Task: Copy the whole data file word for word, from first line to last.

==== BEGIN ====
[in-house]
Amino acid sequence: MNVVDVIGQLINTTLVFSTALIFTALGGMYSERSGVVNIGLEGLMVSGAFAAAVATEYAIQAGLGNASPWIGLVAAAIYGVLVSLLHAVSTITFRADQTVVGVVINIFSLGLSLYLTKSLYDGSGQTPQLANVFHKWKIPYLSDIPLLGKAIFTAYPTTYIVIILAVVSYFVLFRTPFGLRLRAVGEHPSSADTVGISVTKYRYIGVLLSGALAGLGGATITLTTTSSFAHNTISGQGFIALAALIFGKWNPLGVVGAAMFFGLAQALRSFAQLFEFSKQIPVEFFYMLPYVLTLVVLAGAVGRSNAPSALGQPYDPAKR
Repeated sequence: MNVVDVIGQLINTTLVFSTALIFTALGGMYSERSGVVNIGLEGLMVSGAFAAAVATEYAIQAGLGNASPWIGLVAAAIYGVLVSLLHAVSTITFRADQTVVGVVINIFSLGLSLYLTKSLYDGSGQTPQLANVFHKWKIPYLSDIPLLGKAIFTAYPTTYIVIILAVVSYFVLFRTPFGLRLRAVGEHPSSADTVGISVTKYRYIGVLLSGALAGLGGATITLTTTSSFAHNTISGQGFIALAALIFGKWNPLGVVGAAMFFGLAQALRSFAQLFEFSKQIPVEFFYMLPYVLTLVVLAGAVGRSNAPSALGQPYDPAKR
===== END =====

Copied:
[in-house]
Amino acid sequence: MNVVDVIGQLINTTLVFSTALIFTALGGMYSERSGVVNIGLEGLMVSGAFAAAVATEYAIQAGLGNASPWIGLVAAAIYGVLVSLLHAVSTITFRADQTVVGVVINIFSLGLSLYLTKSLYDGSGQTPQLANVFHKWKIPYLSDIPLLGKAIFTAYPTTYIVIILAVVSYFVLFRTPFGLRLRAVGEHPSSADTVGISVTKYRYIGVLLSGALAGLGGATITLTTTSSFAHNTISGQGFIALAALIFGKWNPLGVVGAAMFFGLAQALRSFAQLFEFSKQIPVEFFYMLPYVLTLVVLAGAVGRSNAPSALGQPYDPAKR
Repeated sequence: MNVVDVIGQLINTTLVFSTALIFTALGGMYSERSGVVNIGLEGLMVSGAFAAAVATEYAIQAGLGNASPWIGLVAAAIYGVLVSLLHAVSTITFRADQTVVGVVINIFSLGLSLYLTKSLYDGSGQTPQLANVFHKWKIPYLSDIPLLGKAIFTAYPTTYIVIILAVVSYFVLFRTPFGLRLRAVGEHPSSADTVGISVTKYRYIGVLLSGALAGLGGATITLTTTSSFAHNTISGQGFIALAALIFGKWNPLGVVGAAMFFGLAQALRSFAQLFEFSKQIPVEFFYMLPYVLTLVVLAGAVGRSNAPSALGQPYDPAKR